Roofer [roofer pdf]

Roofers apply built-up composition roofing and many other materials such as tile, slate, composition shingles, metals, various types of plastic materials, and other surfaces. Roofers also remove old materials in preparation for new roofing material. Some of the equipment they use tar kettles, power-operated hoists and lifts, compressors, shingle removing equipment, and spray rigs.

Working Conditions

Roofers work as part of a crew, outside, usually in the open and are dependent on good weather conditions. The majority of the work is at some height, (on roofs or scaffolds), so much of the time is spent climbing ladders. Work is strenuous and involves standing, lifting, climbing, bending, and squatting, often in a very hot environment.

Aptitude and Interest

Roofers must be physically strong, with flexible muscles and joints. Roofers often work high above the ground and anyone with a fear of heights should look for another field. Roofers often work in very hot or very cold weather conditions.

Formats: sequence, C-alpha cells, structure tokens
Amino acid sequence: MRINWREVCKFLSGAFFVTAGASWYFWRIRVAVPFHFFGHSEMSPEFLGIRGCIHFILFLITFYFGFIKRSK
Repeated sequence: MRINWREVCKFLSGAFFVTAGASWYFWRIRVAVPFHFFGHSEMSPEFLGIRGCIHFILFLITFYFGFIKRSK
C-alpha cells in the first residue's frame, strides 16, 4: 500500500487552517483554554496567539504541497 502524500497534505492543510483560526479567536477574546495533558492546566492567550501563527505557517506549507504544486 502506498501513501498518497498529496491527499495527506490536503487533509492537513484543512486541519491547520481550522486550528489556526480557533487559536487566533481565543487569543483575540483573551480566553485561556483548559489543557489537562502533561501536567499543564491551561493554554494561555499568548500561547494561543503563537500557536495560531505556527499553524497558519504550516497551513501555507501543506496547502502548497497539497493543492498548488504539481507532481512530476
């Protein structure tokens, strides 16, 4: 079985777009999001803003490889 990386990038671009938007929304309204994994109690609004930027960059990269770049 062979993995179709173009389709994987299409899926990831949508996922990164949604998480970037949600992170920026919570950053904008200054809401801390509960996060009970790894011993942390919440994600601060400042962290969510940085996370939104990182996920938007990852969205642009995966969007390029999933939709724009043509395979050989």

Training

To become a skilled roofer training is essential.

  • learning-by-working;
  • company on-the-job training programs;
  • trade or vocational/technical schools;
  • unilaterally (management or labor) sponsored trainee programs;
  • through registered, labor-management apprenticeship programs;
  • or a combination of the above.

It is generally accepted that the more formalized training programs give more comprehensive skill training.

Recommended high school courses include mathematics, blueprint reading, and general shop.

Wages

**Hourly: $33.25          +          Benefits: $18.05
**Wage and compensation information based on CT Department of Labor data reported as of July 1, 2015.
 ***Apprentices are paid on a graduated scale as their skill and experience increases.